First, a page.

Yes. You can apply for asylum even after one year deadline, if you demonstrate that there are:
- changed circumstances which materially affect your eligibility; or
- extraordinary circumstances causing the delay.
However, when these circumstances exist, you need to file the application within reasonable time given the exception.
“Changed circumstances” means new developments which now give rise to the reasonable possibility of persecution in your home country. It may be something you did while you were in the US, after one year deadline had passed, making you a target of possible persecution in your country, and thus, earning you basis for asylum. Or another example – you are a homosexual from a country which recently passed laws making it a crime.
“Extraordinary circumstances” usually means circumstances which made your asylum application either “impossible” or “unnecessary” within the one year of your presence in the US. An example of impossible is – you had a serious medical condition precluding you from filing your asylum application within one year of your entry into the US. An example of “unnecessary” is having a valid immigration status in the US and therefore not needing asylum to avoid returning to your home country. Thus, you can apply for asylum even after several years of presence in the US as a student on F-1 status or in any other non-immigrant status, such as H-1B, J-1, etc.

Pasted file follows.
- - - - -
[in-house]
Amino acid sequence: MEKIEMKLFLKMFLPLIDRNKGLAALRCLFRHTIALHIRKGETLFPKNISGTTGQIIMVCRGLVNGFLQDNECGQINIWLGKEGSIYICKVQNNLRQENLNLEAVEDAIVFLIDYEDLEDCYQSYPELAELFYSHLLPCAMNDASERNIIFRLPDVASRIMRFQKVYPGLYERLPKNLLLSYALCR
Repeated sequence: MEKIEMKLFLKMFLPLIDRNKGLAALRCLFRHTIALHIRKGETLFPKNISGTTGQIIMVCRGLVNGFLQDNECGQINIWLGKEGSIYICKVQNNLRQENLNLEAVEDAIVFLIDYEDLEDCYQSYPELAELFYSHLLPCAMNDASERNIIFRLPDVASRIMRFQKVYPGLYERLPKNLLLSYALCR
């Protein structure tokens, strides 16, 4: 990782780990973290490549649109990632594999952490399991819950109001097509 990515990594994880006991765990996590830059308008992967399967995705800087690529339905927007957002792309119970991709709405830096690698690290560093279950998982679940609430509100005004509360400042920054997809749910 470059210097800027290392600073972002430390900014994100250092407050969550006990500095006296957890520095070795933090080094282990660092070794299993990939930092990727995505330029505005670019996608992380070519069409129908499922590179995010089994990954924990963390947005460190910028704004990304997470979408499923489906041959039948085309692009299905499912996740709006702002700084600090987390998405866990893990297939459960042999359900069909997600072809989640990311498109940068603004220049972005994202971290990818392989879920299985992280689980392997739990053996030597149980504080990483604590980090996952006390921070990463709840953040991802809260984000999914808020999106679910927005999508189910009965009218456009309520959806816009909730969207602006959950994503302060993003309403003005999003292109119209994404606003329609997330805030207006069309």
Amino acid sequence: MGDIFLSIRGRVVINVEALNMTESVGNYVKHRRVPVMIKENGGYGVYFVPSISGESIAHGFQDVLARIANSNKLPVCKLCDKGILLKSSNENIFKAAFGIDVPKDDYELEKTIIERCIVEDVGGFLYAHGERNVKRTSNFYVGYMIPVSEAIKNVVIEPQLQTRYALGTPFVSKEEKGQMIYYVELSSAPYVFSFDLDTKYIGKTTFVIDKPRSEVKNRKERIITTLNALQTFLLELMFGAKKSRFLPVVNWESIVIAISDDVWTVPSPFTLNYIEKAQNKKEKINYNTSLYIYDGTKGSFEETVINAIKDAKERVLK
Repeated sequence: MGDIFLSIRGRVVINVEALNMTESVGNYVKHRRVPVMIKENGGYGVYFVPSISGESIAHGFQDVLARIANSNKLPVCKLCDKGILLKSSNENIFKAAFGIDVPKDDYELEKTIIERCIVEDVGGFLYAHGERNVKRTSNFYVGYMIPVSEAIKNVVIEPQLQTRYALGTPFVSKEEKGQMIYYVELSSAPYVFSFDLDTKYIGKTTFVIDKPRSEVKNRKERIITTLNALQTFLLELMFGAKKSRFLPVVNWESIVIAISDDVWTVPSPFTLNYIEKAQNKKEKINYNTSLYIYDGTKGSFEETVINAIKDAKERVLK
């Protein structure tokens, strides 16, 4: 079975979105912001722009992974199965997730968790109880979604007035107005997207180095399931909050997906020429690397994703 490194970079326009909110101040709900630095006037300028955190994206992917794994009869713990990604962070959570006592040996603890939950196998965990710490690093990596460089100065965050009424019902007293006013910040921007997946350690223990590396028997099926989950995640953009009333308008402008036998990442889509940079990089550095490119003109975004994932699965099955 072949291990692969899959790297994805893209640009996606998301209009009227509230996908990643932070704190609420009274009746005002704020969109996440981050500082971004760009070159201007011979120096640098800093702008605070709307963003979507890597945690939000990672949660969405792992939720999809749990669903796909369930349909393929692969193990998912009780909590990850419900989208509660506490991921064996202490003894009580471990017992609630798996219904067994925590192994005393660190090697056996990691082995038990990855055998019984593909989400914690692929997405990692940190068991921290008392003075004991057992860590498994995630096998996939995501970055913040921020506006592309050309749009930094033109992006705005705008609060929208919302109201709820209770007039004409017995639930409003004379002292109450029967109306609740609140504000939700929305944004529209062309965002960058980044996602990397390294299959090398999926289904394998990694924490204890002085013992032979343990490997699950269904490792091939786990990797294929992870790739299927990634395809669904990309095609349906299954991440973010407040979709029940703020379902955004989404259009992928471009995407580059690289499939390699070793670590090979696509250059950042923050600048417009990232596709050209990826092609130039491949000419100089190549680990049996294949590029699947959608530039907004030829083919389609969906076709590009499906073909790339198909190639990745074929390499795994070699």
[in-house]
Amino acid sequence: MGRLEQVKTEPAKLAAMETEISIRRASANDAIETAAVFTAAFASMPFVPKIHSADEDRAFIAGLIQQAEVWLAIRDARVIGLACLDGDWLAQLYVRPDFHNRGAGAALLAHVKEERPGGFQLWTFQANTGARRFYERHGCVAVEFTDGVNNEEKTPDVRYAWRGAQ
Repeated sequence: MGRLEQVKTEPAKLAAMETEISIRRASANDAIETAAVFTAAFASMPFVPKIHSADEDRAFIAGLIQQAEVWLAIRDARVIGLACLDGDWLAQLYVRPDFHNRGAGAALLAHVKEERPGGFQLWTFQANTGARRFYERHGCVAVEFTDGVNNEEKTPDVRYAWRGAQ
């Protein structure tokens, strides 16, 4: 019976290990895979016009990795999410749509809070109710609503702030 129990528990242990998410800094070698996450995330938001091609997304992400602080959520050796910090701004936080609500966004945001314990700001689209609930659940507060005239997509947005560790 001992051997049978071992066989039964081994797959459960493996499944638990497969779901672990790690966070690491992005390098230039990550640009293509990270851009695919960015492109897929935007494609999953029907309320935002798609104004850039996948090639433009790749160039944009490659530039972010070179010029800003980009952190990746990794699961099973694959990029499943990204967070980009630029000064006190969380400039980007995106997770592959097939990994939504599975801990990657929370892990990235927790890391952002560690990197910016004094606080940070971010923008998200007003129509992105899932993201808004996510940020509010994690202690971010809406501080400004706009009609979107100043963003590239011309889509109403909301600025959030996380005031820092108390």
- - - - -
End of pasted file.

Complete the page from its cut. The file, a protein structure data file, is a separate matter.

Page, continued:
It is important to note that, even if you had changed or extraordinary circumstances, you must file for asylum “immediately” after those circumstances arise or stop existing. For example, if you are applying for asylum after one year deadline based on the changed country conditions, you must file the application immediately after those conditions change. Or if you file for asylum after one year deadline because you had a student visa status which you just lost (e.g. because you stopped going to school), then you need to file for asylum as soon as possible after you lose your status. The official term is “reasonable time.” However, the asylum officers interpret it to mean nearly immediately. Typically, a delay of less than 90 days counts as reasonable. But don’t take our word for it. There are multiple cases involving disputes and different interpretations. There is no specific amount of time set as “reasonable”. It dealt with on case-by-case basis.